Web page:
Thus, in Israel, where kashrut is wielded by the government, if you are a winemaker and wish to make kosher wine, you have to hire a “first class” Jew (you being second class); give him (always him — a woman would certainly not be allowed in the winery, for reasons too base to mention here) the keys to the winery; and whenever you want to taste a glass from a wine tank or barrel, you have to ask him to get it for you — to interpose between you and your wine, lest your unclean touch will foul it.
Indeed, with the increasing conservatism, ethnicism and religious feelings in Israel, it is not easy today to find supermarkets and shops that will offer non-kosher wine. Even restaurants that are open on Shabbat are reluctant to show non-kosher wine on their menus. Most Israeli wineries have turned kosher — including those in kibbutzim (socialist, often anti-religious communities) and wineries owned by non-Jews. And, if an Israeli winery lacking a kosher stamp would try to export its wine to, say, the U.S., it would find itself in double jeopardy: First, the general public is hardly aware that there is such a thing as “Israeli wine,” much less that it is exciting and delicious. Those that do understand are often Jewish, and they are perplexed, if not offended, to see non-kosher wine from Israel.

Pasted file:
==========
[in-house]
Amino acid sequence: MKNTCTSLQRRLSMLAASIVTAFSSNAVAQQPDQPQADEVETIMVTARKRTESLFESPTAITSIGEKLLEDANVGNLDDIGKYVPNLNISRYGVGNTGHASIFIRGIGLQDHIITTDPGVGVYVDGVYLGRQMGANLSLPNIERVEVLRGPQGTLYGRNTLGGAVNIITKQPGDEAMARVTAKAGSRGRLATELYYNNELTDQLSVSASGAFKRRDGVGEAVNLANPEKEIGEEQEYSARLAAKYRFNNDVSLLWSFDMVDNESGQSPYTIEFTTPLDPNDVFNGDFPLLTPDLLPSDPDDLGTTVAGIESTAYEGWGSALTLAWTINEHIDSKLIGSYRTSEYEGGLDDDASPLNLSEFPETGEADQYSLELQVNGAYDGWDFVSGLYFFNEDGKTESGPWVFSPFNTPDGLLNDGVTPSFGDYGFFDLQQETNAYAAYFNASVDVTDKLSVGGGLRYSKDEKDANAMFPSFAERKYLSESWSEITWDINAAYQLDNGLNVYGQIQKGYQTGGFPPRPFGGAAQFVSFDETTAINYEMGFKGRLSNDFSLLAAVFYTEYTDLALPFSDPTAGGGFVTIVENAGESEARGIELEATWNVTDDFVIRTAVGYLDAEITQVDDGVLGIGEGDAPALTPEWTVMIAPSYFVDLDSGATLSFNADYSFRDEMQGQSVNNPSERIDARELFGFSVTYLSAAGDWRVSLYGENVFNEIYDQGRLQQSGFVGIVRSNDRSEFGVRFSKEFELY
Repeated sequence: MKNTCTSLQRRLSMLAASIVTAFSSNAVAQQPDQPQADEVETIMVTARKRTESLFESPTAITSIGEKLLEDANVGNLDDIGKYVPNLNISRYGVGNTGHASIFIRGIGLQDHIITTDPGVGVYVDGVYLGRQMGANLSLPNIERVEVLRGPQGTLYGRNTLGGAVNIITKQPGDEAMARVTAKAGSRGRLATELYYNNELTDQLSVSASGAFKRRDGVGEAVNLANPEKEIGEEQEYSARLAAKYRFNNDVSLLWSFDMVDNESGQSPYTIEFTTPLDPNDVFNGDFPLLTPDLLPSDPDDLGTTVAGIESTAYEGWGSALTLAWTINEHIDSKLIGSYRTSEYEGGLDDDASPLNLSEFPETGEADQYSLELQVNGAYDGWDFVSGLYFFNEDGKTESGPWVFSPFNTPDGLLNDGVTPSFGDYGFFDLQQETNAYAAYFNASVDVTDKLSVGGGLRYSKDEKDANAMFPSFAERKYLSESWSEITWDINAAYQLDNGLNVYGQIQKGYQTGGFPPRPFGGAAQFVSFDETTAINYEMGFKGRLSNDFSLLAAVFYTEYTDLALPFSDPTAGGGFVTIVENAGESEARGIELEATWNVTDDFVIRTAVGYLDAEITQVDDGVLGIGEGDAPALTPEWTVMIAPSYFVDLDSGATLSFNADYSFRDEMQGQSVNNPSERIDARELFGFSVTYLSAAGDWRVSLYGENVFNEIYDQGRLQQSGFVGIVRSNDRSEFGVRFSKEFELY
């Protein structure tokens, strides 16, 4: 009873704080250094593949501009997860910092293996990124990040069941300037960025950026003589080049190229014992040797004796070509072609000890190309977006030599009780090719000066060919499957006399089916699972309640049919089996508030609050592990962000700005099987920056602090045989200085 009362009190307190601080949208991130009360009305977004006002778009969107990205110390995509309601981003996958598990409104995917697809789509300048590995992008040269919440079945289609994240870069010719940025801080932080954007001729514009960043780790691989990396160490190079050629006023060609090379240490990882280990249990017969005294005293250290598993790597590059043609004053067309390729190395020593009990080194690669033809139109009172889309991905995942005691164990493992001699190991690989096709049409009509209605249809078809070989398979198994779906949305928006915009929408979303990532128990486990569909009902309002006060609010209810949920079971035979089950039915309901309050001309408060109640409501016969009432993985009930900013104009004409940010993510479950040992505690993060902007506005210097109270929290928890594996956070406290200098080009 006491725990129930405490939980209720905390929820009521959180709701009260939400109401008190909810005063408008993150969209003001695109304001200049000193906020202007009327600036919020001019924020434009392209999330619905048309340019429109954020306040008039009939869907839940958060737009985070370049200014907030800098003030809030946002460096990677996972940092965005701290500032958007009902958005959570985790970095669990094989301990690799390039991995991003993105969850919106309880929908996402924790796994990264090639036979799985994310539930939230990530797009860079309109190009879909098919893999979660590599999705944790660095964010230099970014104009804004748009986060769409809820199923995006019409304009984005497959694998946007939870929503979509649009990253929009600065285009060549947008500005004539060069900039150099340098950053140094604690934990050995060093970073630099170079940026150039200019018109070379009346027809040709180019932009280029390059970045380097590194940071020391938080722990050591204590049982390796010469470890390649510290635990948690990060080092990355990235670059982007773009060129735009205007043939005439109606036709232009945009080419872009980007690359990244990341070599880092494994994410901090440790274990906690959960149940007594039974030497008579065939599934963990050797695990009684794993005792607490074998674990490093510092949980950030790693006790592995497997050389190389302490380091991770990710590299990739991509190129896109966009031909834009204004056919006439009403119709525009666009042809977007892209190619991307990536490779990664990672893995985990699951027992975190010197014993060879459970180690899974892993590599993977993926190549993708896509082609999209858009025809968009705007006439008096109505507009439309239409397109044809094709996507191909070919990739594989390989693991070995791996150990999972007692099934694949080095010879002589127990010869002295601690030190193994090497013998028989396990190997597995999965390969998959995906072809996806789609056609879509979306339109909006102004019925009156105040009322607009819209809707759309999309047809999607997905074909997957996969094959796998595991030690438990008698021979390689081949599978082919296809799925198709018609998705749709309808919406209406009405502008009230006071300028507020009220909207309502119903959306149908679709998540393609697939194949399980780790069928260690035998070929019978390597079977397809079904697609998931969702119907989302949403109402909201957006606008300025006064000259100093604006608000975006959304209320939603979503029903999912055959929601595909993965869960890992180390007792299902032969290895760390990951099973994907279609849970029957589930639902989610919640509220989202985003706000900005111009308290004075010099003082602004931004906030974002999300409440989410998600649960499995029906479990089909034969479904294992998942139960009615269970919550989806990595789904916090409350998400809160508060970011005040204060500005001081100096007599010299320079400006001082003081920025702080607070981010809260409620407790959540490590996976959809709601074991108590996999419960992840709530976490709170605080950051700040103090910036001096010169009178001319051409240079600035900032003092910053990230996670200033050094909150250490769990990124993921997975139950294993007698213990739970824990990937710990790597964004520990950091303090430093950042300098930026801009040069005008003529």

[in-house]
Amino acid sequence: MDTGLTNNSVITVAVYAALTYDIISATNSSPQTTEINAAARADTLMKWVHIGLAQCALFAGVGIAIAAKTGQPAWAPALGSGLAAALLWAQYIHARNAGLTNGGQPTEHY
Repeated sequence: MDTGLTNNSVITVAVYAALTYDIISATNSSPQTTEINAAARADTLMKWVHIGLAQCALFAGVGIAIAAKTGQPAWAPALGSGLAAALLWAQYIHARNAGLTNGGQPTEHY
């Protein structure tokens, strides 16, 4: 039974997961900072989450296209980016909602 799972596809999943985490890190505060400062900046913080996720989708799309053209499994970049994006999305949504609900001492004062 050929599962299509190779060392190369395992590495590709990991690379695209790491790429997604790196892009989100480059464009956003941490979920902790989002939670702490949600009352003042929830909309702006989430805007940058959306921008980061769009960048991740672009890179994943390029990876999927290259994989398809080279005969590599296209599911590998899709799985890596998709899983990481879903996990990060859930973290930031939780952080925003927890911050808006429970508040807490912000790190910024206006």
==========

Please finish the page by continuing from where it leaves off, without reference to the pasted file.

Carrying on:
What is a winemaker to do? For many wineries, catering to the eccentricities of modern Jewish law is the only choice. For the few who really care about their Jewish identity, yet are not prepared to consider themselves second-class Jews (my wife and I would sooner pull out our beautiful vineyard and stop making wine than give in to the notion that we are second-class Jews, whose mere touch would foul up its kosherness), an important uphill struggle awaits — a struggle for what it means to be a Jew in Israel in the 21st Century.
Zeev Smilansky is scientist, writer and winemaker from Meishar, Israel, whose Meishar Winery wines are available from Israeli Wine Direct.